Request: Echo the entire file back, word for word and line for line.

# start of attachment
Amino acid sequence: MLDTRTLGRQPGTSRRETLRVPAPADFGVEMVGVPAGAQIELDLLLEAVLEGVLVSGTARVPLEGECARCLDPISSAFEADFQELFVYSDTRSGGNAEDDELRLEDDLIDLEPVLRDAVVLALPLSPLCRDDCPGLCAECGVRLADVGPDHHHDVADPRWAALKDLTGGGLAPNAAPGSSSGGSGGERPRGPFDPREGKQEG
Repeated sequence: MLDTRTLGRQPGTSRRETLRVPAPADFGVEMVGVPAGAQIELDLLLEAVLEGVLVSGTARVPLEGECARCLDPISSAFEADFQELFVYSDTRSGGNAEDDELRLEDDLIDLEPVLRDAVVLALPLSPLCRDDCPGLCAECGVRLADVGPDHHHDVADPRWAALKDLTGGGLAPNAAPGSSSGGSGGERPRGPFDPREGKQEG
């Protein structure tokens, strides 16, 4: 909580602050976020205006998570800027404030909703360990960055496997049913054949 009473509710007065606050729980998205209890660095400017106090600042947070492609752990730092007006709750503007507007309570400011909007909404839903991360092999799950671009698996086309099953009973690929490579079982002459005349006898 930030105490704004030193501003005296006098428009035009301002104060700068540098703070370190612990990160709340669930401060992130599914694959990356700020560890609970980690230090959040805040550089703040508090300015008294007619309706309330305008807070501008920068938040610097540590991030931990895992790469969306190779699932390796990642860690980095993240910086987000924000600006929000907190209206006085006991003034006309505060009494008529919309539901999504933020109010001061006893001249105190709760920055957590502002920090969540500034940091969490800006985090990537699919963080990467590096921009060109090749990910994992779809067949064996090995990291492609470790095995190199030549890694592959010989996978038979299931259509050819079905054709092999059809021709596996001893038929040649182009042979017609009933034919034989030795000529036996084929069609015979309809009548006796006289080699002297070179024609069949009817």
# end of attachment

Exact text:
Amino acid sequence: MLDTRTLGRQPGTSRRETLRVPAPADFGVEMVGVPAGAQIELDLLLEAVLEGVLVSGTARVPLEGECARCLDPISSAFEADFQELFVYSDTRSGGNAEDDELRLEDDLIDLEPVLRDAVVLALPLSPLCRDDCPGLCAECGVRLADVGPDHHHDVADPRWAALKDLTGGGLAPNAAPGSSSGGSGGERPRGPFDPREGKQEG
Repeated sequence: MLDTRTLGRQPGTSRRETLRVPAPADFGVEMVGVPAGAQIELDLLLEAVLEGVLVSGTARVPLEGECARCLDPISSAFEADFQELFVYSDTRSGGNAEDDELRLEDDLIDLEPVLRDAVVLALPLSPLCRDDCPGLCAECGVRLADVGPDHHHDVADPRWAALKDLTGGGLAPNAAPGSSSGGSGGERPRGPFDPREGKQEG
């Protein structure tokens, strides 16, 4: 909580602050976020205006998570800027404030909703360990960055496997049913054949 009473509710007065606050729980998205209890660095400017106090600042947070492609752990730092007006709750503007507007309570400011909007909404839903991360092999799950671009698996086309099953009973690929490579079982002459005349006898 930030105490704004030193501003005296006098428009035009301002104060700068540098703070370190612990990160709340669930401060992130599914694959990356700020560890609970980690230090959040805040550089703040508090300015008294007619309706309330305008807070501008920068938040610097540590991030931990895992790469969306190779699932390796990642860690980095993240910086987000924000600006929000907190209206006085006991003034006309505060009494008529919309539901999504933020109010001061006893001249105190709760920055957590502002920090969540500034940091969490800006985090990537699919963080990467590096921009060109090749990910994992779809067949064996090995990291492609470790095995190199030549890694592959010989996978038979299931259509050819079905054709092999059809021709596996001893038929040649182009042979017609009933034919034989030795000529036996084929069609015979309809009548006796006289080699002297070179024609069949009817």